I am attaching pictures of the horse that was seen on a Game Camera located South of Heber/Overgaard. The pictures were taken on April 5, 2014. We hope this will help locate this horse’s owner. We are concerned that they may have been thrown from the horse but hopefully that is not the case.
Regardless of how the horse came to be roaming the forest, it is an example of how some domestic horses have come to be on the National Forest. They are not true Wild Horses. Many came from the Indian Reservation. It is common for the boundary fence to be damaged during the winter snows and when the spring wind blows trees down.
Here are some of the facts on the horses that are near Heber/Overgaard available through this link www.fs.usda.gov/Internet/FSE_DOCUMENTS/stelprd3824057.pdf.
One of the key statements being, Question What is a wild horse? Answer: “Wild horse” is a legal status provided to unmarked and unclaimed horses and their progeny that were considered wild and free roaming on public lands at the time of passage of the Wild Free Roaming Horse and Burro Act (WHBA) of 1971 (see 36 CFR 222.60 (b)(13)).”
Pay close attention to the part that says, “at the time of passage.” The horses that are on the forest now were not there in 1971. Next it says, “Any horse introduced onto the Forest on or after December 15, 1971 by accident, negligence or willful disregard of private ownership is NOT a wild horse. Such horses are defined as unauthorized livestock. (see 36 CFR 262.10) Unauthorized livestock do not have the status of a wild horse under the Act.”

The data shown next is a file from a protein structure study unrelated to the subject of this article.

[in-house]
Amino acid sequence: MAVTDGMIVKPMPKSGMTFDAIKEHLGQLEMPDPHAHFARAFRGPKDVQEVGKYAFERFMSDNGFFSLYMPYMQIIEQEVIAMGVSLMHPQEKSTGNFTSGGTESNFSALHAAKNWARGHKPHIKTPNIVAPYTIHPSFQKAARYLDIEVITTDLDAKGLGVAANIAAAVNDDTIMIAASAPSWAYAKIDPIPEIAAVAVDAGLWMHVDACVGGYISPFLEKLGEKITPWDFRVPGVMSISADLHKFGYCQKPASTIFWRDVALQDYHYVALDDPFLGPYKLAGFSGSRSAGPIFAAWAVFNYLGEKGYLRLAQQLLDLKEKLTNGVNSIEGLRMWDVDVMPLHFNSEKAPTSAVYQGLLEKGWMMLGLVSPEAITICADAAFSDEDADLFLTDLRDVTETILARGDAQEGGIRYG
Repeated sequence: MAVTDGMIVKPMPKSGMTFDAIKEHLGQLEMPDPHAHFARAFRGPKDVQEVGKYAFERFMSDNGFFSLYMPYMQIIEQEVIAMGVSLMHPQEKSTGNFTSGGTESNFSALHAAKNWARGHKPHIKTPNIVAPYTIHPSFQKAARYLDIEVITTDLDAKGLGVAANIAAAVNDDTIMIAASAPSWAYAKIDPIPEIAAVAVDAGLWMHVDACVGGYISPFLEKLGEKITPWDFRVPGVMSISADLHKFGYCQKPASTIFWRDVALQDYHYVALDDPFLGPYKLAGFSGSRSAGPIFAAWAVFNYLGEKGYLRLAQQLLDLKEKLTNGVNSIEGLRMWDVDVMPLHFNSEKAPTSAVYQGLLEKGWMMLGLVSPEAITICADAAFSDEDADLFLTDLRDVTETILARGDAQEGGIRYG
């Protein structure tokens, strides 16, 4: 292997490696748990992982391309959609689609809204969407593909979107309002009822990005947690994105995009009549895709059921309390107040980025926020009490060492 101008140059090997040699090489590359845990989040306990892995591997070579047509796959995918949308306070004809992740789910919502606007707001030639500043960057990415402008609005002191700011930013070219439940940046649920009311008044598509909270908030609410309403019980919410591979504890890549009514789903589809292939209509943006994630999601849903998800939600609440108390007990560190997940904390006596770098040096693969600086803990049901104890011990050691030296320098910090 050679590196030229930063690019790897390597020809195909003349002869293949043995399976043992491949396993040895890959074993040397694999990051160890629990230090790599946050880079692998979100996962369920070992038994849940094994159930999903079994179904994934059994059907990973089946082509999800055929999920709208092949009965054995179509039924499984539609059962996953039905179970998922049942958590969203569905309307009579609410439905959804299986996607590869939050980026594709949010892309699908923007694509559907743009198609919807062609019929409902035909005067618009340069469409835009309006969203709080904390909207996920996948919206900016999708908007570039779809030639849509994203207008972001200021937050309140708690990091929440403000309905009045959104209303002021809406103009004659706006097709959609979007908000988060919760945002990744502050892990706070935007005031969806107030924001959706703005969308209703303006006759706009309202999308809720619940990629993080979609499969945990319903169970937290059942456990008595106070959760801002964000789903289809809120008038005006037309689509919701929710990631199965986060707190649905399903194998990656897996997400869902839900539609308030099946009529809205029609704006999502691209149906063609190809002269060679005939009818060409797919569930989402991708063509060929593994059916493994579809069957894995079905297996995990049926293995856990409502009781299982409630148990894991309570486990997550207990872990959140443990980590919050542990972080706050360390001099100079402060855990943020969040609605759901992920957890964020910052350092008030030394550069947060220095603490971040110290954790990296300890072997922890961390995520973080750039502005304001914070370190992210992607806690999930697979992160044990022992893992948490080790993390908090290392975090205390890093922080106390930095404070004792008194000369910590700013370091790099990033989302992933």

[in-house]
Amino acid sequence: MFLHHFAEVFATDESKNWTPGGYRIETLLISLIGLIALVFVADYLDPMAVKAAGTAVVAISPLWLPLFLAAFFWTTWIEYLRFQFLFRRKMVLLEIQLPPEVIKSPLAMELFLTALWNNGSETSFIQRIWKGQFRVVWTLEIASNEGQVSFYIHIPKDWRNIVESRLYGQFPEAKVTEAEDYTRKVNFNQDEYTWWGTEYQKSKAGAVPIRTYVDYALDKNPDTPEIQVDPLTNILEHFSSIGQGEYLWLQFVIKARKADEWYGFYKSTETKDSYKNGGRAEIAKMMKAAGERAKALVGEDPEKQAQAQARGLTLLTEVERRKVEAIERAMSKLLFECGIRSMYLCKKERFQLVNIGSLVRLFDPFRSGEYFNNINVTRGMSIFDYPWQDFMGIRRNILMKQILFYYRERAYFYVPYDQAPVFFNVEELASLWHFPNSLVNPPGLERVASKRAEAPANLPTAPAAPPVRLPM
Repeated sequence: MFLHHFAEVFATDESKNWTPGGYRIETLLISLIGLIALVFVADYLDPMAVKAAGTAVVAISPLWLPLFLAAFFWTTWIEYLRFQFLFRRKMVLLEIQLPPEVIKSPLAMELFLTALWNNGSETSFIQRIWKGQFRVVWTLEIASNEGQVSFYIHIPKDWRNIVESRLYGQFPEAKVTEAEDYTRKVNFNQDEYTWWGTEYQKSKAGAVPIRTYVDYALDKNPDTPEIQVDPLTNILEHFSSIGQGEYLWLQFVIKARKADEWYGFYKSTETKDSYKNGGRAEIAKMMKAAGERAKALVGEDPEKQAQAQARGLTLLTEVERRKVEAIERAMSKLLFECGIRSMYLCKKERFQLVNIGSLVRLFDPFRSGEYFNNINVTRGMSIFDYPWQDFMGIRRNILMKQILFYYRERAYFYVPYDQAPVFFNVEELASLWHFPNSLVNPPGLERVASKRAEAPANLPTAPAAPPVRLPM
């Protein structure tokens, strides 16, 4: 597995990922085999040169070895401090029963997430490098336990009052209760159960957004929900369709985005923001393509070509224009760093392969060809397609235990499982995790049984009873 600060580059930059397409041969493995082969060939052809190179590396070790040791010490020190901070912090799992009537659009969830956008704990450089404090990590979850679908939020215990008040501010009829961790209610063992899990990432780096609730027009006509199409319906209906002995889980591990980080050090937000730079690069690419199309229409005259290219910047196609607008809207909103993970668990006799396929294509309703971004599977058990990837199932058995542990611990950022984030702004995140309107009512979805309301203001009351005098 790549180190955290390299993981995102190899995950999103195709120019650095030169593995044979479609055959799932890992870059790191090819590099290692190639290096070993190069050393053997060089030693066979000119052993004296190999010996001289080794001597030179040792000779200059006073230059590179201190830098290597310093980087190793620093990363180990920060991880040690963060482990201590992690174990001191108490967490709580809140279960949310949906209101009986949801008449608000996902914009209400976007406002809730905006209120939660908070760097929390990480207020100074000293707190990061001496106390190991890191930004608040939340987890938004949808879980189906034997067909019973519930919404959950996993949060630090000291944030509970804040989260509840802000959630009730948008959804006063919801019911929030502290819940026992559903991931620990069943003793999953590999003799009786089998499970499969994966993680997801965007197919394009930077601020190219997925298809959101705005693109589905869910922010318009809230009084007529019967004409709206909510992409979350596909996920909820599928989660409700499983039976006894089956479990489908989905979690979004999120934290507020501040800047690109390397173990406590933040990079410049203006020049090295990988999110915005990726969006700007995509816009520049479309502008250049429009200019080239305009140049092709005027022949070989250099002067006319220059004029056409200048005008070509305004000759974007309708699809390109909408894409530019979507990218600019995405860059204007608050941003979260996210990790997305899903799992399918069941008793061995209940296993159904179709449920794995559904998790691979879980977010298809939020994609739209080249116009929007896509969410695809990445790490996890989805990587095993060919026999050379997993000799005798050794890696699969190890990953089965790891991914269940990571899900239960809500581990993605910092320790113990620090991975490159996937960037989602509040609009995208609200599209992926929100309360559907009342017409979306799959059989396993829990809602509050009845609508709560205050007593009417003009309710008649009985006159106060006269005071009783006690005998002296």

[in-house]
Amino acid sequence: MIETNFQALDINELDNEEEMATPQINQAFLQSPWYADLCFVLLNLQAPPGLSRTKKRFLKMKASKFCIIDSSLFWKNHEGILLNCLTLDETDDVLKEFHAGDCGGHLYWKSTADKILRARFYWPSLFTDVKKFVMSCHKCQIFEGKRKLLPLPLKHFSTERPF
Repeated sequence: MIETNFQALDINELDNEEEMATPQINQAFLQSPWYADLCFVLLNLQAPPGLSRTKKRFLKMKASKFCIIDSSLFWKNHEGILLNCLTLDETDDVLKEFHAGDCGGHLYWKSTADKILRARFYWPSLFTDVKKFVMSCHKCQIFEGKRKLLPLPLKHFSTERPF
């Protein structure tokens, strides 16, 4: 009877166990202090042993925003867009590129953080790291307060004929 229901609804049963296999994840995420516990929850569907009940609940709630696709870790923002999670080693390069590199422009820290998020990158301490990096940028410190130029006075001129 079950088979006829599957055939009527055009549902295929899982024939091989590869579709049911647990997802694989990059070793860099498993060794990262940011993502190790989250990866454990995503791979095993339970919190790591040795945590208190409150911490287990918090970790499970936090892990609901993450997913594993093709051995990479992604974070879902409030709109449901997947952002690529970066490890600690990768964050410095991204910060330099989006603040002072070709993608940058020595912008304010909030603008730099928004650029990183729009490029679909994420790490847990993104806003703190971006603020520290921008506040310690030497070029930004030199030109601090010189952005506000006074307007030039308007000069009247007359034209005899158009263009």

The next Question is, “What prompted establishing a Wild Horse Territory on the Apache-Sitgreaves National Forests? The answer provided is, “After passage of the WHBA of 1971, a Wild Horse Territory was established near the town of Heber for a small band of wild horses. A 1974 census of horses in the Heber Wild Horse Territory (HWHT) found only seven horses. Over the next 20 years the herd size remained very small. The last census of the Territory in 1993 found only two mares and it is believed that the wild horse herd no longer exists.”
The horses that are on the forest now need to be managed. There is a lot of propaganda being spread about the horses and it is a good idea to check out the facts instead of accepting the propaganda as fact.